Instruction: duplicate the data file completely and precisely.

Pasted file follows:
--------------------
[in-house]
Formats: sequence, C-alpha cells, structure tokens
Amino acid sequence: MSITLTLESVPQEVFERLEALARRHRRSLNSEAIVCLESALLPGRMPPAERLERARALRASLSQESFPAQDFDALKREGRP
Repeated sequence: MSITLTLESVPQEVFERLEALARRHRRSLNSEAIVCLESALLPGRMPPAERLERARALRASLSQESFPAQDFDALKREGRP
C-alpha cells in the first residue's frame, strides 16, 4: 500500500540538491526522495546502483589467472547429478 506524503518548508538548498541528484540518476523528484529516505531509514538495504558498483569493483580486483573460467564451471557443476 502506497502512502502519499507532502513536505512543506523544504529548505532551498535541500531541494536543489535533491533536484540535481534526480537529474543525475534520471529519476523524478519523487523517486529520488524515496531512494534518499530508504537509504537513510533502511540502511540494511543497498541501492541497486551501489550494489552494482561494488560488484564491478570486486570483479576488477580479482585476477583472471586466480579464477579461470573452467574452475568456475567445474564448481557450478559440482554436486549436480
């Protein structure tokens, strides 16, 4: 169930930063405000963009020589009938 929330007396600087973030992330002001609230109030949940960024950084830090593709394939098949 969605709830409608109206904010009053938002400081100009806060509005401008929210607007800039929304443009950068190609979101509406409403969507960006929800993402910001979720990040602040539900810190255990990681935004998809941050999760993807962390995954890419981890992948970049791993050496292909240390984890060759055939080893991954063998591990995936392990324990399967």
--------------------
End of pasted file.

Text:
[in-house]
Formats: sequence, C-alpha cells, structure tokens
Amino acid sequence: MSITLTLESVPQEVFERLEALARRHRRSLNSEAIVCLESALLPGRMPPAERLERARALRASLSQESFPAQDFDALKREGRP
Repeated sequence: MSITLTLESVPQEVFERLEALARRHRRSLNSEAIVCLESALLPGRMPPAERLERARALRASLSQESFPAQDFDALKREGRP
C-alpha cells in the first residue's frame, strides 16, 4: 500500500540538491526522495546502483589467472547429478 506524503518548508538548498541528484540518476523528484529516505531509514538495504558498483569493483580486483573460467564451471557443476 502506497502512502502519499507532502513536505512543506523544504529548505532551498535541500531541494536543489535533491533536484540535481534526480537529474543525475534520471529519476523524478519523487523517486529520488524515496531512494534518499530508504537509504537513510533502511540502511540494511543497498541501492541497486551501489550494489552494482561494488560488484564491478570486486570483479576488477580479482585476477583472471586466480579464477579461470573452467574452475568456475567445474564448481557450478559440482554436486549436480
């Protein structure tokens, strides 16, 4: 169930930063405000963009020589009938 929330007396600087973030992330002001609230109030949940960024950084830090593709394939098949 969605709830409608109206904010009053938002400081100009806060509005401008929210607007800039929304443009950068190609979101509406409403969507960006929800993402910001979720990040602040539900810190255990990681935004998809941050999760993807962390995954890419981890992948970049791993050496292909240390984890060759055939080893991954063998591990995936392990324990399967």